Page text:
Importing prescription drugs from Canada has long been seen as an easy solution to skyrocketing drug prices for U.S. patients.
But now that President Donald Trump and Democrats are pushing to make those cross-border sales legal, Canadian health experts are issuing a dire warning: It could destroy Canada’s drug market.
Attempting to fill the United States’ needs with pharmaceuticals from its much smaller northern neighbor could sap supplies in Canada, creating shortages and driving up prices in a government-run health system that itself is struggling to make drugs affordable, opponents of the import proposals say. And the result, they say, would be little if any relief for high prices in the United States.
“The Canadian shelves would run dry,” said Steve Morgan, a Canadian health economist who has advised the government on pricing reform.
The drug industry has cited such concerns as justification for blocking importation by U.S. wholesalers, pharmacies and consumers. The U.S. Food and Drug Administration strongly discourages importing drugs even for personal use, saying it can’t ensure they are safe.
But the idea is gaining momentum, as evidenced by five bills in Congress — including one promoted by presidential contender Bernie Sanders (I-Vt.) — while states like Vermont are barreling ahead with their own plans.
Sanders, a long-time champion of importation, has the most far-reaching plan, S. 97, which would allow wholesalers and licensed pharmacies to buy from FDA-approved counterparts in Canada. He argues that Canada’s fears are unfounded.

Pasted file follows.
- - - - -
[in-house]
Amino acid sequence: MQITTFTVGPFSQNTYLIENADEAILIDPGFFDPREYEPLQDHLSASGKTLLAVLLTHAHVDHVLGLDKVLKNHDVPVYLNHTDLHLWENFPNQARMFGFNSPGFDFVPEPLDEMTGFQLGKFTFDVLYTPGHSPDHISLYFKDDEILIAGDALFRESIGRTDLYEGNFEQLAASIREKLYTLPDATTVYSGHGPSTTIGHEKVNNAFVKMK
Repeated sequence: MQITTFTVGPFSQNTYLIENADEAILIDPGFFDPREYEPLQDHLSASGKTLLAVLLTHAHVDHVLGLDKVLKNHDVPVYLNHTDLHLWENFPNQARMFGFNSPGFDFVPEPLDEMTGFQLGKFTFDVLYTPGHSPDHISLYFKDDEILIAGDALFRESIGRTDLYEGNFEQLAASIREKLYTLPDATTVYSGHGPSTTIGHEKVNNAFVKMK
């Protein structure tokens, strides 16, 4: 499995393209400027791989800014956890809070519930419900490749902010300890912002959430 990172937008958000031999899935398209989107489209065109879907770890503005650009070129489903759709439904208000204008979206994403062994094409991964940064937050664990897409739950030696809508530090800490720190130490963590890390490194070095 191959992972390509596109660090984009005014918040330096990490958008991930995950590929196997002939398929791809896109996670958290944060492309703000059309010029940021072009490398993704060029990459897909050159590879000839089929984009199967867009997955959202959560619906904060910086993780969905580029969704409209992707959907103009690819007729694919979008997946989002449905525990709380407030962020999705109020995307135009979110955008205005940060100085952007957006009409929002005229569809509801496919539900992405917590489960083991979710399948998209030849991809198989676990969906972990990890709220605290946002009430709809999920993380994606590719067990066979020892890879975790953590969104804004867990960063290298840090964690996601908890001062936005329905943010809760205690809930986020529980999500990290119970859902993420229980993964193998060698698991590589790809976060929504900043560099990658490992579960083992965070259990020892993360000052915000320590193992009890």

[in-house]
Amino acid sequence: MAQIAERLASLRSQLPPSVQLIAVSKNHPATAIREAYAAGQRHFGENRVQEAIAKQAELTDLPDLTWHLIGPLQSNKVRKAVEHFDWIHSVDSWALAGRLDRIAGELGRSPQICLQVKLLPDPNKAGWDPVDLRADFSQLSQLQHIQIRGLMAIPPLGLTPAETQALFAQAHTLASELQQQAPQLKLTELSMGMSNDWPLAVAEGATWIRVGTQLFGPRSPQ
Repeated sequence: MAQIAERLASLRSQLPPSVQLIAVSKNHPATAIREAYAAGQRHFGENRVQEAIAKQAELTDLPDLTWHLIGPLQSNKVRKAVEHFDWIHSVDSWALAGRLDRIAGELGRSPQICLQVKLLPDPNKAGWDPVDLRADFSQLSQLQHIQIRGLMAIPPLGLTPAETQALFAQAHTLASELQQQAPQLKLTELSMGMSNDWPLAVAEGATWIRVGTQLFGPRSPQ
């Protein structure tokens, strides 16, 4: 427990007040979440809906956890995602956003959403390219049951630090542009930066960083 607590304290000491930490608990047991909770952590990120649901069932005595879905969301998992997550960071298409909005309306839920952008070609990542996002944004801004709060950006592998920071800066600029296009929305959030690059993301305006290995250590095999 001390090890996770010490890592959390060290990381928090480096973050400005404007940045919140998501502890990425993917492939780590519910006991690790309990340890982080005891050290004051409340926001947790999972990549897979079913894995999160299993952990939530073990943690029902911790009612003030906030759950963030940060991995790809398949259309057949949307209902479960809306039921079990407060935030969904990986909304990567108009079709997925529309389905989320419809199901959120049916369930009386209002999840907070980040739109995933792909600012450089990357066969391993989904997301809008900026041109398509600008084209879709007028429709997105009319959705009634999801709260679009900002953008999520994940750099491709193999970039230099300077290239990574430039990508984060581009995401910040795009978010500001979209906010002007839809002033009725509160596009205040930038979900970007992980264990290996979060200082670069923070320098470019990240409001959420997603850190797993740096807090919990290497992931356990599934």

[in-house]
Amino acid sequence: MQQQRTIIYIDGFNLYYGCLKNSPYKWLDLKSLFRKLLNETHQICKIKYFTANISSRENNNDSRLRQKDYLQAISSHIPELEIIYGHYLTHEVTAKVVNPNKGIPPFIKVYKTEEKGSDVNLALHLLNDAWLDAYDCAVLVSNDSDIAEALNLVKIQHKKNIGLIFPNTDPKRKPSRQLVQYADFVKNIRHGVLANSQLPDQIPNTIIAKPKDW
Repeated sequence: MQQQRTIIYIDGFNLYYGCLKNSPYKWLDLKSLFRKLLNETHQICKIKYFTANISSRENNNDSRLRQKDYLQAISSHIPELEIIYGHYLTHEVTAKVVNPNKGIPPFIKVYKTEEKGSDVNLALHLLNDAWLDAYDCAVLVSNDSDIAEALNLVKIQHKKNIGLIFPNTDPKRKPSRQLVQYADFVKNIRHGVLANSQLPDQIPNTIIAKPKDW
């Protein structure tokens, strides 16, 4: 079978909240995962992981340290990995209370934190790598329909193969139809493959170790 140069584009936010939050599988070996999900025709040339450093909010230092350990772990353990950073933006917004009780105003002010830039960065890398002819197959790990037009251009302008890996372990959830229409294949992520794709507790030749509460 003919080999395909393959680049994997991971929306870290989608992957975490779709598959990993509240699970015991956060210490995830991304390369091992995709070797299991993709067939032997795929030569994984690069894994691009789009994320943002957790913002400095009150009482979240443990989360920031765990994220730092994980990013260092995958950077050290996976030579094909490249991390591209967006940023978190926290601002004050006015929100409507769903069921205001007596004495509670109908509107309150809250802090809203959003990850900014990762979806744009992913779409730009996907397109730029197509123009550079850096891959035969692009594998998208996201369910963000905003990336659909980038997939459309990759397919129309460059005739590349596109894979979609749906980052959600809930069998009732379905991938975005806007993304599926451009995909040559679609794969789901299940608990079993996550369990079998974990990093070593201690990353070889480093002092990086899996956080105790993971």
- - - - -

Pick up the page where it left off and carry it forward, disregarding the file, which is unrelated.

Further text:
“For years the pharmaceutical industry has tried to scare Canadian officials into thinking that U.S. importers would drain the drug supply in Canada,” a Sanders spokesperson said. The bill attempts to head off such a scenario by barring drug companies from retaliating against Canadian pharmacies that sell medicines to U.S. buyers at lower Canadian prices. Identical language is in companion legislation by Rep. Elijah Cummings (D-Md.), who has launched drug pricing hearings this year as chairman of the House Oversight Committee.
GlaxoSmithKline and other big manufacturers have threatened such penalties in the past after internet pharmacies shipped cheaper medicines across the border. Some of those pharmacies scaled back after being forced to report shipment details while others struck deals with storefront pharmacies to avoid scrutiny.
But clamping down on drugmaker retaliation won’t address all the possible consequences of widespread imports. Even if pharmaceutical companies don’t pull their stock, it’s far more likely that Canadian prices will jump with the boosted demand while U.S. prices remain largely unchanged, said former FDA Commissioner Mark McClellan, who is now director of the Duke-Margolis Center for Health Policy.
Even narrower proposals to allow American consumers to personally import drugs— such as S. 61 and H.R. 478 by Sen. Chuck Grassley (R-Iowa) and Rep. Chellie Pingree (D-Maine) — would have to overcome hurdles. Canadian pharmacists can’t accept American prescriptions, meaning patients would need to line up a Canadian doctor to co-sign their prescriptions — which is not an accepted practice up north, said Joelle Walker, director of public affairs for the Canadian Pharmacists Association.